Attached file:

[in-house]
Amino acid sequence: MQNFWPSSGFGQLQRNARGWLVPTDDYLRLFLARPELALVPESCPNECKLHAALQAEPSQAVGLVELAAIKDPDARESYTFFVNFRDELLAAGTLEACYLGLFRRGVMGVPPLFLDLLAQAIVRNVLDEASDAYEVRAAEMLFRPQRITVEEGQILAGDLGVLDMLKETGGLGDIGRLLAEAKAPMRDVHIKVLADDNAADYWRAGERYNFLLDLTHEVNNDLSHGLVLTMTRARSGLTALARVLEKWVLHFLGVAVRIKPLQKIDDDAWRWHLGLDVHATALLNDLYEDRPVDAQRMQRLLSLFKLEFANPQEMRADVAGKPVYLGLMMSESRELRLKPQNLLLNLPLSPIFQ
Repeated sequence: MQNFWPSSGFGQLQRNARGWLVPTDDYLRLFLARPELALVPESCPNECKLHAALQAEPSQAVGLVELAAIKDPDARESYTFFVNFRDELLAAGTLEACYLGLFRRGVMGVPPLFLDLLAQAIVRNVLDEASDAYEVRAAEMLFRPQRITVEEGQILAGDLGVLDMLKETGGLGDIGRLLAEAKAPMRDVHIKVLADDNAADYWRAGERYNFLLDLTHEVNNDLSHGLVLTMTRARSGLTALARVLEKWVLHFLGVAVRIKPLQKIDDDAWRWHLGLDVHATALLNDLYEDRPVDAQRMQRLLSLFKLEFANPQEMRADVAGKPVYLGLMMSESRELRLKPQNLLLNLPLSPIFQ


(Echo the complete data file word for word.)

[in-house]
Amino acid sequence: MQNFWPSSGFGQLQRNARGWLVPTDDYLRLFLARPELALVPESCPNECKLHAALQAEPSQAVGLVELAAIKDPDARESYTFFVNFRDELLAAGTLEACYLGLFRRGVMGVPPLFLDLLAQAIVRNVLDEASDAYEVRAAEMLFRPQRITVEEGQILAGDLGVLDMLKETGGLGDIGRLLAEAKAPMRDVHIKVLADDNAADYWRAGERYNFLLDLTHEVNNDLSHGLVLTMTRARSGLTALARVLEKWVLHFLGVAVRIKPLQKIDDDAWRWHLGLDVHATALLNDLYEDRPVDAQRMQRLLSLFKLEFANPQEMRADVAGKPVYLGLMMSESRELRLKPQNLLLNLPLSPIFQ
Repeated sequence: MQNFWPSSGFGQLQRNARGWLVPTDDYLRLFLARPELALVPESCPNECKLHAALQAEPSQAVGLVELAAIKDPDARESYTFFVNFRDELLAAGTLEACYLGLFRRGVMGVPPLFLDLLAQAIVRNVLDEASDAYEVRAAEMLFRPQRITVEEGQILAGDLGVLDMLKETGGLGDIGRLLAEAKAPMRDVHIKVLADDNAADYWRAGERYNFLLDLTHEVNNDLSHGLVLTMTRARSGLTALARVLEKWVLHFLGVAVRIKPLQKIDDDAWRWHLGLDVHATALLNDLYEDRPVDAQRMQRLLSLFKLEFANPQEMRADVAGKPVYLGLMMSESRELRLKPQNLLLNLPLSPIFQ